The plan governs the type of land use in the area and includes some areas that have been rezoned. There are plans to implement significant visual enhancements and improved transportation functionality down Mathilda and Mary Ave as well as other streets in the area. These enhancements include reconfigured parking and bike lanes down certain streets, as well as tree-lined landscapes down the median. It also includes possible plans to extend Mary Avenue further north, giving it a connection to Moffett Park.
Another interesting part of the plan is the $400,000 that has been allocated to a two year provisional shuttle program. The program is free for passengers and is planned to start service in late 2017. The shuttle will travel the perimeter of Peery Park, through downtown Sunnyvale, and down the El Camino.
Part of the plan that did not make it passed the vote was the proposed pedestrian and bicycle pathway connecting the neighborhoods at Ferndale and Duane to Mathilda, close to public transit stops. This would have caused the existing sound wall to be opened and would have potentially lead to people parking in residential areas and then walking to work.
Check back in the future for more in depth articles on the Peery Park Plan!
Last month on October 19th, STC Venture broke ground and resumed construction in downtown Sunnyvale. The town center construction project was put on hold back in 2009 when Sand Hill Property Co. and RREEF defaulted on a 108.8 million dollar loan. The property was then bought by Wells Fargo at auction in 2011. Following that a law suit against the bank was filed by Sand Hill further stalling the continuation of the project until 2015. The suit was ruled in favor of Wells Fargo finally allowing them the sell the property.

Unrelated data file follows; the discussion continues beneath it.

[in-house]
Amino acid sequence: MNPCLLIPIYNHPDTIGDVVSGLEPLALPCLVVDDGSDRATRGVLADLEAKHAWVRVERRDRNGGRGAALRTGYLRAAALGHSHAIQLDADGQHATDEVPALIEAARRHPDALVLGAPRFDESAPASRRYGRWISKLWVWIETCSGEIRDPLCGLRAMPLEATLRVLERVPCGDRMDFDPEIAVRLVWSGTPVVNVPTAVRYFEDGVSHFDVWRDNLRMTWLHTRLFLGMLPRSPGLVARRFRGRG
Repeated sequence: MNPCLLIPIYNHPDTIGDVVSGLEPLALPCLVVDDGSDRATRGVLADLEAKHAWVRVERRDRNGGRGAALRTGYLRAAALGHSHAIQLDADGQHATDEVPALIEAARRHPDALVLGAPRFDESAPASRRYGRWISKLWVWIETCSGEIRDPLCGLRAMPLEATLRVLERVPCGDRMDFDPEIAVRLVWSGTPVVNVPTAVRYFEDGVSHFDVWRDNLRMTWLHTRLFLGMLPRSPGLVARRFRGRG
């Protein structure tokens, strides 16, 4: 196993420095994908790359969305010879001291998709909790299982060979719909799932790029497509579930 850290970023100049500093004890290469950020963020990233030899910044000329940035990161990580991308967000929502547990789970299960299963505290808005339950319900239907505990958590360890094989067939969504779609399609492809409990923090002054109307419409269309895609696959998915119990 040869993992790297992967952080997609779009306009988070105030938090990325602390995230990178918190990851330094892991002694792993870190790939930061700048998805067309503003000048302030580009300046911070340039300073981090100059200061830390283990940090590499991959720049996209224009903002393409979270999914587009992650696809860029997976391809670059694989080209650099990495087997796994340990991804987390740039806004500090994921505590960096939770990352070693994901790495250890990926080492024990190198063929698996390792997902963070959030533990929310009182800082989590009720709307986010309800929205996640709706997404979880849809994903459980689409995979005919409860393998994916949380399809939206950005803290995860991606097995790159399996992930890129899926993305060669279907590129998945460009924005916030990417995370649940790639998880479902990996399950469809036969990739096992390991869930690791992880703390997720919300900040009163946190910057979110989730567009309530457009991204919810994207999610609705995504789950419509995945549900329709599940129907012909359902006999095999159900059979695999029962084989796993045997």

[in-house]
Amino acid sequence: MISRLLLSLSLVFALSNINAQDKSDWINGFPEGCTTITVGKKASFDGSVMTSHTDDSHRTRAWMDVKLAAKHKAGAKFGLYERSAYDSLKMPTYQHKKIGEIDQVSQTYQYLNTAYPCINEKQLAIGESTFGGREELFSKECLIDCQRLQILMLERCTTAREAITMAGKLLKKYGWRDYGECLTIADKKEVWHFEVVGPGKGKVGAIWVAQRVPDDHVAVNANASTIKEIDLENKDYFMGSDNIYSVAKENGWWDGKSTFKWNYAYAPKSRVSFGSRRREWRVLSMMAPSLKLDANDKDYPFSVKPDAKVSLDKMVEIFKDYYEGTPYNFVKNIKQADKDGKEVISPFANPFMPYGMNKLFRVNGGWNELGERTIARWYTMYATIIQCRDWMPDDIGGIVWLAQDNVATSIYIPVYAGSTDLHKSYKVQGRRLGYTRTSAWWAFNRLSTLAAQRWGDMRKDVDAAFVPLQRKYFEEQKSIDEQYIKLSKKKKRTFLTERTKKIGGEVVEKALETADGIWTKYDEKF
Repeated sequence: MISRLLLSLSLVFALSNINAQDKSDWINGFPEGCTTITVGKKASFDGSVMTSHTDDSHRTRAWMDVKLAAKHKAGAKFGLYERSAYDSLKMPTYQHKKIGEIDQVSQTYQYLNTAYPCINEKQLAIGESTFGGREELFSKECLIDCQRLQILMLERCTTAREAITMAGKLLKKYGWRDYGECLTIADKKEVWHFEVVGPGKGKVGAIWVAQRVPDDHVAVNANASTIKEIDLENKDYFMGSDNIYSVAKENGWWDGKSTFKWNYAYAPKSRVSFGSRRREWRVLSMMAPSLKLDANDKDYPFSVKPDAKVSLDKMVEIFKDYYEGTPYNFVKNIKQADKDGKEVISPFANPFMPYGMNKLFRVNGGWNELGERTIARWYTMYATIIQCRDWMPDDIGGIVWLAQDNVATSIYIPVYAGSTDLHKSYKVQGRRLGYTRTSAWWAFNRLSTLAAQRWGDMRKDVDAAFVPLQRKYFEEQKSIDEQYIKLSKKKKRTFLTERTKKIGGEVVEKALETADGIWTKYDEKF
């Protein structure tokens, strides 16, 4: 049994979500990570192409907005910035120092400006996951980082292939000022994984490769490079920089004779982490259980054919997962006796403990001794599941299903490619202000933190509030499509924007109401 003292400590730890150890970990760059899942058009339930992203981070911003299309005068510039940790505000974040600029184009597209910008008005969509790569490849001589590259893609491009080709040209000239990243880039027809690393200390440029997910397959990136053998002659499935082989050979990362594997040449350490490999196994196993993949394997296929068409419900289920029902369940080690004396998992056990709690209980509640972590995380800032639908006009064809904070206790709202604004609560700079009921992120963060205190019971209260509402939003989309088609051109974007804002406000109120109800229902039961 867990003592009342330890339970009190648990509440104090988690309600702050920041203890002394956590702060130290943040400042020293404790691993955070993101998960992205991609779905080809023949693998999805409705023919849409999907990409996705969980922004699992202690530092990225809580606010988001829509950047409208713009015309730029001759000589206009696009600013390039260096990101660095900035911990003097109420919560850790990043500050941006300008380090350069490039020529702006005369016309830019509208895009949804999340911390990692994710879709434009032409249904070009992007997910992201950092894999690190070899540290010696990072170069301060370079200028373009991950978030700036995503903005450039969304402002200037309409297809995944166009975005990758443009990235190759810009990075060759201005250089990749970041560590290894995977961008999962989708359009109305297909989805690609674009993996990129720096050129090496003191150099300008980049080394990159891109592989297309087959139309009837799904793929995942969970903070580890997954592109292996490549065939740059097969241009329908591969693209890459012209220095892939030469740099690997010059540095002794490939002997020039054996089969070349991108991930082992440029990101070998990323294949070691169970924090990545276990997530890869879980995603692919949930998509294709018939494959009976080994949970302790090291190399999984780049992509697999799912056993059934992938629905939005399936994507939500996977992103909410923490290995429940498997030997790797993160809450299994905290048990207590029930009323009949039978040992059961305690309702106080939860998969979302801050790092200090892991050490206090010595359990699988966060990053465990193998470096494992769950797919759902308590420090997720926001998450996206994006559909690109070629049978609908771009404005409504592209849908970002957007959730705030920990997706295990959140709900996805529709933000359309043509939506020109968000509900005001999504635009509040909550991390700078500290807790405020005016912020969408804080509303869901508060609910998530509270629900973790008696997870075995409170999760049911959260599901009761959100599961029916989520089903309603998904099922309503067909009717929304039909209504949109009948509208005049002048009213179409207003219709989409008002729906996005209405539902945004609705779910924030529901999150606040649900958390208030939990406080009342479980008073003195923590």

Currently the project continues to reflect the original plan from 2007. Everything that is already built will stay with the exception of the steel frame work in the Redwood Square Plaza. The plan is to demolish the structure and add temporary parking along with reopening the plaza next year. New plans for that block will be submitted for review as well.
A theater is currently planned on the corner of McKinley and Sunnyvale Ave. on the Target side of McKinley. It will sit on the second story above retail space and backs up to the already existing parking garage. The theater plan includes multiple screens with up to 2,950 seats. The plans don’t specify how many screens there will be but my guess is around 12.
Across the street from the theater, the purposed plan is to build two stories of retail space totaling 29,500 square feet that backs up to a five story parking garage where the current parking lot sits. They also plan to add one level of retail space on the opposing side of the parking lot, facing Washington Ave.
Five levels of residential units are planned for the area along the side of the parking structure that is bordered by Iowa Ave. and Taaffe St. And two levels of retail space is planned for the vacant area at the corner of Mathilda and McKinley. Also included in the plan is to extend Murphy St. through the new development to McKinley Ave.